Putting Words Into Action to Combat Antimicrobial Resistance

Internal Medicine World ReportJune 2015

Antimicrobial resistance (AMR) may not be a new concept, but coming up with novel strategies to stop its progression is only becoming increasingly critical.

Antimicrobial resistance (AMR) may not be a new concept, but coming up with novel strategies to stop its progression is only becoming increasingly critical.

An estimated 700,000 deaths are caused by AMR annually worldwide with approximately 23,000 being in the United States. Those numbers are expected to climb significantly within the next few decades and the ongoing global burden has caused the creation of government initiatives and programs. Clinicians described the current challenges and future innovations in JAMA Internal Medicine.

“Antimicrobial resistance is the most urgent threat facing modern medicine,” Sara Cosgrove, MD, MS, vice president of the board of trustees of the Society for Healthcare Epidemiology of America, said in a news release. “While this is a multifaceted problem, creating and maintaining strong, effective antimicrobial stewardship programs across the healthcare continuum is essential.”

Researchers predict that 10 million people will die from antimicrobial resistance annually worldwide by 2050. Specific figures were broken down by region:

  • North America: 317,000
  • Latin America: 392,000
  • Europe: 390,000
  • Africa: 4,150,000
  • Asia: 4,730,000
  • Oceania: 22,000

In March 2015, the White House announced the National Action Plan for Combating Antibiotic-Resistant Bacteria. The agenda identified goals for the next five years including accelerating research and preventing the spread of the stubborn bacteria. It also aims to reduce inappropriate antibiotic use by 20% in inpatient care. In addition, the president’s fiscal year budget for 2016 requested $1.2 billion of federal funding to address AMR — which is nearly double the funds from last year.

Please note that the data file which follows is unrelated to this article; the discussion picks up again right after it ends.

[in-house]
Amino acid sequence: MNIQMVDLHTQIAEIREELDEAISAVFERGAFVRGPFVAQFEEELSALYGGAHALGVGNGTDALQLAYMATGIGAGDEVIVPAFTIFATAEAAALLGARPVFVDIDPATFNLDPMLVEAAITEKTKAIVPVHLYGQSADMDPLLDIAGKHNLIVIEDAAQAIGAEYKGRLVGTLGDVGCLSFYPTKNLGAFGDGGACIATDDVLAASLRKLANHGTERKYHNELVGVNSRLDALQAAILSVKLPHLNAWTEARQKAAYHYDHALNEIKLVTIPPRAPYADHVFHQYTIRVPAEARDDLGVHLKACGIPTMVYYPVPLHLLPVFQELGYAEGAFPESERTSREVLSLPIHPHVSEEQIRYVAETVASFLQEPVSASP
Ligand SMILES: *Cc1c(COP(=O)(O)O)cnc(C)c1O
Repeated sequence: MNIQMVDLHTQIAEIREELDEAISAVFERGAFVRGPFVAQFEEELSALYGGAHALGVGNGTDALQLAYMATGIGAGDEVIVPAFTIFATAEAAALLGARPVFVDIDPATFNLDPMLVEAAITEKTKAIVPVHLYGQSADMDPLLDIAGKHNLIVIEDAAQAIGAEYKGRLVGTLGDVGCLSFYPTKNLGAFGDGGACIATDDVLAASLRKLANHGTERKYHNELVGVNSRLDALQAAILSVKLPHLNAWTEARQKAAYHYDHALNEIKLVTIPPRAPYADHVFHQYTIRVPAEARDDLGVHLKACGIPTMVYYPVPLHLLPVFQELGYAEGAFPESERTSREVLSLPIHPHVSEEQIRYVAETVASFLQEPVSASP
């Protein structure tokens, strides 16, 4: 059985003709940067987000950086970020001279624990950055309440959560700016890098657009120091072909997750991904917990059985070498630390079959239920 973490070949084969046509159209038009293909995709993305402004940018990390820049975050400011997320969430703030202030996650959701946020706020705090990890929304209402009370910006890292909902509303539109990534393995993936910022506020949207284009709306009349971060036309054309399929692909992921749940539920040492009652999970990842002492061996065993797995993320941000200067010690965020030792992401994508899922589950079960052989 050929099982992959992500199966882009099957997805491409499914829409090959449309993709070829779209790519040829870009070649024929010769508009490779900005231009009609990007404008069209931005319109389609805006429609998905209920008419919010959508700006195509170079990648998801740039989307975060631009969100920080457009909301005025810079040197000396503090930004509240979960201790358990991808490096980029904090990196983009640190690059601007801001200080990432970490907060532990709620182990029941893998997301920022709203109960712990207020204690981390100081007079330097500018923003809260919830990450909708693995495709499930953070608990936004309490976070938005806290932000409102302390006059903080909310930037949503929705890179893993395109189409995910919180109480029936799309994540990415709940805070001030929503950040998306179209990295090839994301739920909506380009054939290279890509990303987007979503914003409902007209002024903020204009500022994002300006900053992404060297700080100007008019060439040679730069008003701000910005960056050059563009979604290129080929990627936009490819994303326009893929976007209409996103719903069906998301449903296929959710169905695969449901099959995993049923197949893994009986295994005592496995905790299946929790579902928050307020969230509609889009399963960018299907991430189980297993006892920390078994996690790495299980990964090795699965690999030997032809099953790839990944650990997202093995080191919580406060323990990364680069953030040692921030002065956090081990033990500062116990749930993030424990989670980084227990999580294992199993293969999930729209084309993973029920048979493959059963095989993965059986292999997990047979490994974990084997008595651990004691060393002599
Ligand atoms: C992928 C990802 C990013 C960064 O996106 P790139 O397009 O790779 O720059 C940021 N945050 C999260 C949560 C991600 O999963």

“Much of the true innovation in antibiotic development right now is based in academic medical centers and small pharmaceutical and biotech companies,” Aaron Kesselheim, MD, JD, MPH, Harvard Medical School and Brigham and Women’s Hospital, said in the report.

Future incentives are already in place to combat this problem. For one, hospitals will begin measures associated with methicillin-resistant Staphylococcus aureus bacteremia and C difficile in 2017.

“Many of these initiatives involve working out basic science and epidemiology questions that remain unresolved and promoting cooperation across institutions and the government,” Kesselheim said.

The National Action Plan calls for at least 2 new antibiotics to move from preclinical testing to clinical trials as well as 3 new alternatives to antibiotics by year 2020. One of the antibiotic candidates, teixobactin, has shown to treat severe infections without adverse effects and is “essentially free of resistance,” according to senior author of the study Kim Lewis, PhD. Improvements will be made to teixobactin and the team plans to begin clinical trials. Furthermore, other researchers have been exploring effective antibiotic combinations to treat bacteria such as Escherichia coli.

The investigators stressed the importance of educating the public on AMR so they can consider limiting antibiotic use and being informed on the risks involved. This is an issue that falls on the lap of physicians and patients alike.

“We need to support this work with greater public investment and other tailored incentives that focus on antibiotics of high clinical need, but we also need systems in place to ensure rational use of the products once approved, or else we’ll never break the cycle we’re in now,” Kesselheim concluded.

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